This article defines Agile Compliance and provides the rationale behind why this approach will likely become the dominant compliance methodology in 2014 and beyond. The article also discusses the problems that Agile Compliance solves more effectively than linear methodologies and why your existing HIPAA compliance methodology may be DOA.
The foundational premise is that Agile is more effective at responding to an environment that contains an unknown and quickly evolving set of requirements and challenges. For starters, let's review a non-exhaustive list of the changes that we know are currently transforming the healthcare industry.
Agile started out as a software development methodology in response to a growing need for a more flexible approach to attack increasingly difficult open ended problems in an environment where the rate of innovation and time pressure were both increasing. Due to its effectiveness, Agile has now moved into a host of other disciplines including marketing, business planning, product launches, etc.
One Hundred & Fifty (150) Years of Change in Five (5)?
Before proceeding with a "laundry list" of transformational changes currently sweeping the healthcare industry, let's acknowledge that the "fee for service" model, as a compensation mechanism, is an abomination that is at least 150 years old and should have been killed off years ago.
In no other service industry that I can think (except perhaps for government) are providers rewarded for doing work no matter the outcome. It's like taking your car to the garage to get the brakes fixed and the mechanic wants to get paid the full amount despite the fact that it wasn't the brakes that need "fixin."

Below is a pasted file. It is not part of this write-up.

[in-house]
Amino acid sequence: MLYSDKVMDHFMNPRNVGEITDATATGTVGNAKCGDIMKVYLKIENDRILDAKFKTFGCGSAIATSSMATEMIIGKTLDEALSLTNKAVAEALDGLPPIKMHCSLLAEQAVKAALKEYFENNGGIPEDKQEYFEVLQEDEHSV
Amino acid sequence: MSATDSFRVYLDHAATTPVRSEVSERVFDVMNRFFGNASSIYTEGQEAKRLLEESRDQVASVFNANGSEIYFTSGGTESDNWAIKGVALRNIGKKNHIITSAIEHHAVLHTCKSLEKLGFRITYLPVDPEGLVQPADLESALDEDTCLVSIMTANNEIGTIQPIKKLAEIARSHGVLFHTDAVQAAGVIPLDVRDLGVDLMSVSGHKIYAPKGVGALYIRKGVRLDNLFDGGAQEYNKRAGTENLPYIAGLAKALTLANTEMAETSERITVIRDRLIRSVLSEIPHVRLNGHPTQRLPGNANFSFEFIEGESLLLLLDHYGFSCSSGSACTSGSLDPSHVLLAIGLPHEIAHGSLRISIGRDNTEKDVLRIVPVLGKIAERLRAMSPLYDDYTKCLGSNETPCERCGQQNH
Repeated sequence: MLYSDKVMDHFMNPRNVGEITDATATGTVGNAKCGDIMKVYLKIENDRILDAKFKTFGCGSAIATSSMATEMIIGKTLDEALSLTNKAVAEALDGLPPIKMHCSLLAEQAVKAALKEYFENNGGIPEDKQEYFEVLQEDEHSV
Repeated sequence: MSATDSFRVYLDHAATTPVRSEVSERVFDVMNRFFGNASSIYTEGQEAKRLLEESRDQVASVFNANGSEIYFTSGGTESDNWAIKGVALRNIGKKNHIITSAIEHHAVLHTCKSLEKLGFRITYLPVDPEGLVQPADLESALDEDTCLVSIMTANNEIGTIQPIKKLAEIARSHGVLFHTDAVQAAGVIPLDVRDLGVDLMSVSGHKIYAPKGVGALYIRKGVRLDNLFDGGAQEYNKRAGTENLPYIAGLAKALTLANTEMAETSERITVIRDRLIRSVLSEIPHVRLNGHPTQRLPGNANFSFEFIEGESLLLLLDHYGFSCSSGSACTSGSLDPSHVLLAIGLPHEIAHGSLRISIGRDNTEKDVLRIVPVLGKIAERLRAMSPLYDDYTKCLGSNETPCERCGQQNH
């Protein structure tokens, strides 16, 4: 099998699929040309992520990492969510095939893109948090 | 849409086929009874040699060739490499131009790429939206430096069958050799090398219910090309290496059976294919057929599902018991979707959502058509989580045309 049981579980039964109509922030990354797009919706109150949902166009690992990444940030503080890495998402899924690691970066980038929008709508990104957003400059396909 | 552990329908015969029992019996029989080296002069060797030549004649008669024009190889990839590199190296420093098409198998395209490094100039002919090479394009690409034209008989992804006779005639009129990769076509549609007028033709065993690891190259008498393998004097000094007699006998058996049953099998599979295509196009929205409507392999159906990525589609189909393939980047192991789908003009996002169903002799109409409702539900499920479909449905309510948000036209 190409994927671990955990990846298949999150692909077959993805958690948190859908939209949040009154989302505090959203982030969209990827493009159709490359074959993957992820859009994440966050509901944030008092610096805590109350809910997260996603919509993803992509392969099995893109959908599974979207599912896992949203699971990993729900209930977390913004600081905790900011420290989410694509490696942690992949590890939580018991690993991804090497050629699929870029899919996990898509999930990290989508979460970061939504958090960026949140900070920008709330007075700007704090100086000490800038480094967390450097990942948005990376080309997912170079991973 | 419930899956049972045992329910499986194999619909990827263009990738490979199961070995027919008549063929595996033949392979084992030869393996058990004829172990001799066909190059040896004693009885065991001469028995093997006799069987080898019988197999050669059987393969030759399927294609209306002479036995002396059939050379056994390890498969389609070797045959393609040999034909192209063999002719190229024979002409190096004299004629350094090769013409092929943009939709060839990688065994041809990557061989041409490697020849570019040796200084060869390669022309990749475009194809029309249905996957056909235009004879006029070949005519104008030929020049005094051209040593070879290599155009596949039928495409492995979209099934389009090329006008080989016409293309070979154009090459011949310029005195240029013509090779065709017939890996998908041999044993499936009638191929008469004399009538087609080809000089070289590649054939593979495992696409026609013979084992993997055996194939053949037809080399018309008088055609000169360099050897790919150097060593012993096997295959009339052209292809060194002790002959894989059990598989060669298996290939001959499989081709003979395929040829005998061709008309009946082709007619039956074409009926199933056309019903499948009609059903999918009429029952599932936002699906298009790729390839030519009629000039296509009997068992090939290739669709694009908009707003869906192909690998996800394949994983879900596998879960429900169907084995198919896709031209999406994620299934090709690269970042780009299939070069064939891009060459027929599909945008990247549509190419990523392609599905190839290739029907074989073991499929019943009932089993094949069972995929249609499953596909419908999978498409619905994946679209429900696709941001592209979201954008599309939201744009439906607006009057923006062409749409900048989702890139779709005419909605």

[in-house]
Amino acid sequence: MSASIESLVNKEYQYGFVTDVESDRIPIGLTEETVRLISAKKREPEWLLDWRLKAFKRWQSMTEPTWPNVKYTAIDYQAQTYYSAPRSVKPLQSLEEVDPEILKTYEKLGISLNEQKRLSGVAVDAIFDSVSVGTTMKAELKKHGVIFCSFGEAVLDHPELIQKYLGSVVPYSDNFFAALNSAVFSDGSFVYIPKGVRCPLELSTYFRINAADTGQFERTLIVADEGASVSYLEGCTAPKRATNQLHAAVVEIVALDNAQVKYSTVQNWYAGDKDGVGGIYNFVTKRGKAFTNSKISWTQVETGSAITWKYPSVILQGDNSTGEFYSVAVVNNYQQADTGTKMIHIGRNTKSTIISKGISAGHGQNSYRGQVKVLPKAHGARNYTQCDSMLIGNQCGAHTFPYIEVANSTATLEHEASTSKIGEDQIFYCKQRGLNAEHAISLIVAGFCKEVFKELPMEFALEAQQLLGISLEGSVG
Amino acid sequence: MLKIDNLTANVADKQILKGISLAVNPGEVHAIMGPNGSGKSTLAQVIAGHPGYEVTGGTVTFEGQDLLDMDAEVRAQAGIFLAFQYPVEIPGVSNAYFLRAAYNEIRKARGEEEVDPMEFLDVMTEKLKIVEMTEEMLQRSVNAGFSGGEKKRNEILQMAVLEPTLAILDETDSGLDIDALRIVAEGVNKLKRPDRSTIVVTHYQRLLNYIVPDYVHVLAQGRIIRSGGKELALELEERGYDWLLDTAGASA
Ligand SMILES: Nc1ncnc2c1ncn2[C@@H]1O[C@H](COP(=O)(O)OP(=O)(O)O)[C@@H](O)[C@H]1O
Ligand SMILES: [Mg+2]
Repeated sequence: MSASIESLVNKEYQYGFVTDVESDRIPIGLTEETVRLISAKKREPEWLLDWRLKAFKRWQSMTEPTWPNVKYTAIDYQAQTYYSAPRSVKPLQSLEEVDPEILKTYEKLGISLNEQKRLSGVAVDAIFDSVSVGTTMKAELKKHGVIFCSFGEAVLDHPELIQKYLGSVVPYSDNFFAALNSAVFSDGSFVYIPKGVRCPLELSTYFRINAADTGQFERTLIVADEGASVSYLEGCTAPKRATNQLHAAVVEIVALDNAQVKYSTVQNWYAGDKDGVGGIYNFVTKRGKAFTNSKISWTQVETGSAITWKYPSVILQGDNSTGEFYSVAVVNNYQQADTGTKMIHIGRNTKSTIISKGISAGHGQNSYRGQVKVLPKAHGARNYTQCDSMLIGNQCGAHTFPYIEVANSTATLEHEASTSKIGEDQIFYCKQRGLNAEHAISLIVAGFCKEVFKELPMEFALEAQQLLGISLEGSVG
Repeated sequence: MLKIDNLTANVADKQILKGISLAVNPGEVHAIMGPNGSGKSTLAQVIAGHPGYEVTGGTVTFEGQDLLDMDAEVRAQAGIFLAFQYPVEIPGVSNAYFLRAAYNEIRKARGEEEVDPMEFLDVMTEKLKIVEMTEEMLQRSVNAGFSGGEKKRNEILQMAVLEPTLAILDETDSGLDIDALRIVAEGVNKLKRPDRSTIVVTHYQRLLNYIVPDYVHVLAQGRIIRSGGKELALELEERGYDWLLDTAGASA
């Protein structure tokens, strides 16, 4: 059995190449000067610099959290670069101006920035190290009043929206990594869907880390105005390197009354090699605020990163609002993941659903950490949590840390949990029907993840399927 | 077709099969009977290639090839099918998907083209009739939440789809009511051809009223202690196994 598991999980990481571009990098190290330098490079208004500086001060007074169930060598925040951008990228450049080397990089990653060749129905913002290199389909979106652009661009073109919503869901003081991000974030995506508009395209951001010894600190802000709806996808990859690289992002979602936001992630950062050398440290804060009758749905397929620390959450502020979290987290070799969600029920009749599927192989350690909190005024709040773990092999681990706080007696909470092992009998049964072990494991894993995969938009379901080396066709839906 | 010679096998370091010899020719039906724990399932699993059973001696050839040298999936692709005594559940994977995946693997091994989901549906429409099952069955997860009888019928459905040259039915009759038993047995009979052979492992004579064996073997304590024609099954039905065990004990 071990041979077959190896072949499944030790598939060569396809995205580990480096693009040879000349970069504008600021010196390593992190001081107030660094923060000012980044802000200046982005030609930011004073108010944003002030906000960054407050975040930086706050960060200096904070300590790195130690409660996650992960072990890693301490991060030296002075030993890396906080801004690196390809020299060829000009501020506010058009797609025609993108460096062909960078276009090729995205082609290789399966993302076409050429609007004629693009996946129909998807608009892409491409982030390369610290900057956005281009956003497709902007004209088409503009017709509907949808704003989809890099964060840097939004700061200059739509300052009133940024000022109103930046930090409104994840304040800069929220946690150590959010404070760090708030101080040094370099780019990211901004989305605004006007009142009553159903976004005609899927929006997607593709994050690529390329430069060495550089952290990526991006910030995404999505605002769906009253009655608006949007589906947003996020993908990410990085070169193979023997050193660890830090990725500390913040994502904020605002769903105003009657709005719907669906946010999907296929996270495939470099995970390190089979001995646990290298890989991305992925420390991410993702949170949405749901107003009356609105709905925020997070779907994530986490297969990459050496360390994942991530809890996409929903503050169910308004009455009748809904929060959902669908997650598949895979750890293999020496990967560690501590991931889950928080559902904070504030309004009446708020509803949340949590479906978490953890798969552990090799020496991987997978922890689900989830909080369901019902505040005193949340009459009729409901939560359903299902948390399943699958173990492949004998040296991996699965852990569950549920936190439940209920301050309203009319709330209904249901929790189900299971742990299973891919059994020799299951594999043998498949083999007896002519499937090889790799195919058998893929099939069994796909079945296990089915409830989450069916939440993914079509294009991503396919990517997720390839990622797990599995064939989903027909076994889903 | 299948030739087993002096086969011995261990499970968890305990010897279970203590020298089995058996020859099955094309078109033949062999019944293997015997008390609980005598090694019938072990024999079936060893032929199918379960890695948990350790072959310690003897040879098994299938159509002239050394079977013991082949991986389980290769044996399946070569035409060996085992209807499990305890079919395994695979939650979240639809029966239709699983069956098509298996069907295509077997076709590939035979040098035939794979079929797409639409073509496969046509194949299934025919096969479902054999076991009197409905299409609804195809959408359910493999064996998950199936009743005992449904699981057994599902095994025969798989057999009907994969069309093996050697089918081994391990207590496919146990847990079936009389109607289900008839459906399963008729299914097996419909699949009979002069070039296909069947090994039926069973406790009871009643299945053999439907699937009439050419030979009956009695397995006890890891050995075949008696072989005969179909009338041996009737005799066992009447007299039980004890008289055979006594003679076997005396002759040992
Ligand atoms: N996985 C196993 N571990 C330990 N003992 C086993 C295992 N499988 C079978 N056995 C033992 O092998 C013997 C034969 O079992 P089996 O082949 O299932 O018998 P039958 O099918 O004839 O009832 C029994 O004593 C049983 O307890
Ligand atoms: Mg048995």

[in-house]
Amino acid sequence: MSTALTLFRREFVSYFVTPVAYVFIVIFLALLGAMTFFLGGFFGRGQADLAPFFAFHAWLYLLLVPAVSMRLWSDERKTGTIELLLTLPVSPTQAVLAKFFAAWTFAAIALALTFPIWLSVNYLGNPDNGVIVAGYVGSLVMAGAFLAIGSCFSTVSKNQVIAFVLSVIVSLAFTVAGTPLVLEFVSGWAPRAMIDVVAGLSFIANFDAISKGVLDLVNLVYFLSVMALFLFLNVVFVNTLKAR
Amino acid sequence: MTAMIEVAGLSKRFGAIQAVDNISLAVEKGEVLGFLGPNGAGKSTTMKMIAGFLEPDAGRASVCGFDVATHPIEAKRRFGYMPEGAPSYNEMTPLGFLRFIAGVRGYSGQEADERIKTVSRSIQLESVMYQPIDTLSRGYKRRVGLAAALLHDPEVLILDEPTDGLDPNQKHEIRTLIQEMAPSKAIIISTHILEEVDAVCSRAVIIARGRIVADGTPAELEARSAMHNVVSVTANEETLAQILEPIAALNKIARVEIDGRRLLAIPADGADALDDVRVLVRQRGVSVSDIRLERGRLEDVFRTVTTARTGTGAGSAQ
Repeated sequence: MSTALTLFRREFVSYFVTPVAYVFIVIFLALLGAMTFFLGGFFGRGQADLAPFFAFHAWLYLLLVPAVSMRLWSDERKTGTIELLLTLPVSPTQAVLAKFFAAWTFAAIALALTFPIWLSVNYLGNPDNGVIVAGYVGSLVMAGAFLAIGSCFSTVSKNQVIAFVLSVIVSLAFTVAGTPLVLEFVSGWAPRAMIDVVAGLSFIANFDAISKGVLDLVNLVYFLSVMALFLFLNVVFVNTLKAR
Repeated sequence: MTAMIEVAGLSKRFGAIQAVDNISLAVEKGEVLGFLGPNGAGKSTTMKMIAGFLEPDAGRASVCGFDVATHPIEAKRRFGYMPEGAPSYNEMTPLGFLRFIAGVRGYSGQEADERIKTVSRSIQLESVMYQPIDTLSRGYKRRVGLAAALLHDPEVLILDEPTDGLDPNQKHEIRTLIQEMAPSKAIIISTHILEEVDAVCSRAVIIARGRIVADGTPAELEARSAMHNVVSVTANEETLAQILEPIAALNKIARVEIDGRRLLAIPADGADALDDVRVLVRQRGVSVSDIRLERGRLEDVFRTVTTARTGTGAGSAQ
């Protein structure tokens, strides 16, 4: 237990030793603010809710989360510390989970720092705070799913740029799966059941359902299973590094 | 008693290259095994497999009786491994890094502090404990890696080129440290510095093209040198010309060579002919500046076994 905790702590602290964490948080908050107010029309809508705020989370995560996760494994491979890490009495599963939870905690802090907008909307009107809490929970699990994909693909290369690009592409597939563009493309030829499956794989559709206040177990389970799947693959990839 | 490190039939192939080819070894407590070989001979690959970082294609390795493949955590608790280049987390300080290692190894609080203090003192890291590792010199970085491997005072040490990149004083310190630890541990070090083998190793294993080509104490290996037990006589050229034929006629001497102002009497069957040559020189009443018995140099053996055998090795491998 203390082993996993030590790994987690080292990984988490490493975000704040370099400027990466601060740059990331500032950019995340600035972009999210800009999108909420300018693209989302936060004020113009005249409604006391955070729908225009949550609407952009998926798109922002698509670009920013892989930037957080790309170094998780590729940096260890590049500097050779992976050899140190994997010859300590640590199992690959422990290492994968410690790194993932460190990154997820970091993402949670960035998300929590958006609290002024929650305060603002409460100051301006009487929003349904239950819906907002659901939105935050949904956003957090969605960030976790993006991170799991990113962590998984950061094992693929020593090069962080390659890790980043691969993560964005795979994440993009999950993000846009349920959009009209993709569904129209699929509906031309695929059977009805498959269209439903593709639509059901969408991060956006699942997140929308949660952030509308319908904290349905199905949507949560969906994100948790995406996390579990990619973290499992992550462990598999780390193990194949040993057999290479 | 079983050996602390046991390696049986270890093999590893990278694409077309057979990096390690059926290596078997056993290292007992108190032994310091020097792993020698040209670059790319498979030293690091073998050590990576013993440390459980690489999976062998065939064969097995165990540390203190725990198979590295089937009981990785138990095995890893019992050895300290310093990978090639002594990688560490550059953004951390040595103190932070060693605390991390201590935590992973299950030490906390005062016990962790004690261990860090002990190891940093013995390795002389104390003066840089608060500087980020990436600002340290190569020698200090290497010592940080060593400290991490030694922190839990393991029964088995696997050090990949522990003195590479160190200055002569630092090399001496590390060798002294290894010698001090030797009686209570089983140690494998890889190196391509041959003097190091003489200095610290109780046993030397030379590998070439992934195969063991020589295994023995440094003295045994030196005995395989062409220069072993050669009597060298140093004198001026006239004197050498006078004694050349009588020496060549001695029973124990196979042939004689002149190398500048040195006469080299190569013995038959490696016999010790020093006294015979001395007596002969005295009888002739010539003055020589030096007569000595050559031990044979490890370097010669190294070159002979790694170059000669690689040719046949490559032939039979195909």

George Bernard Shaw in his essay and play The Doctor's Dilemma (circa 1906) correctly analyzed the absurd and perverse nature of "fee for service" model at the turn of the 20th century. Although this compensation model is currently undergoing much needed change, it is STILL the dominant compensation mechanism in the U.S. and won't "fold its tents and disappear into the night" without a fight.
Here's a non-exhaustive of list of the radical changes that the healthcare industry is currently coping with:
- Transition to a Pay for Performance compensation model;
- Transition to Electronic Health Records;
- Transition to ICD-10 billing standard;
- Impact of the Affordable Care Act;
- Requirement to report Quality Measures;
- Requirement to deliver on the promise of pricing transparency;
- Transition to Mobile Health and BYOD;
- Transition to increasing use of Telemedicine;
- Coping with industry consolidation because of increased mergers and acquisitions; and
- Using Big Data and sophisticated analytics to manage the health of a population instead of focusing almost exclusively on the individual.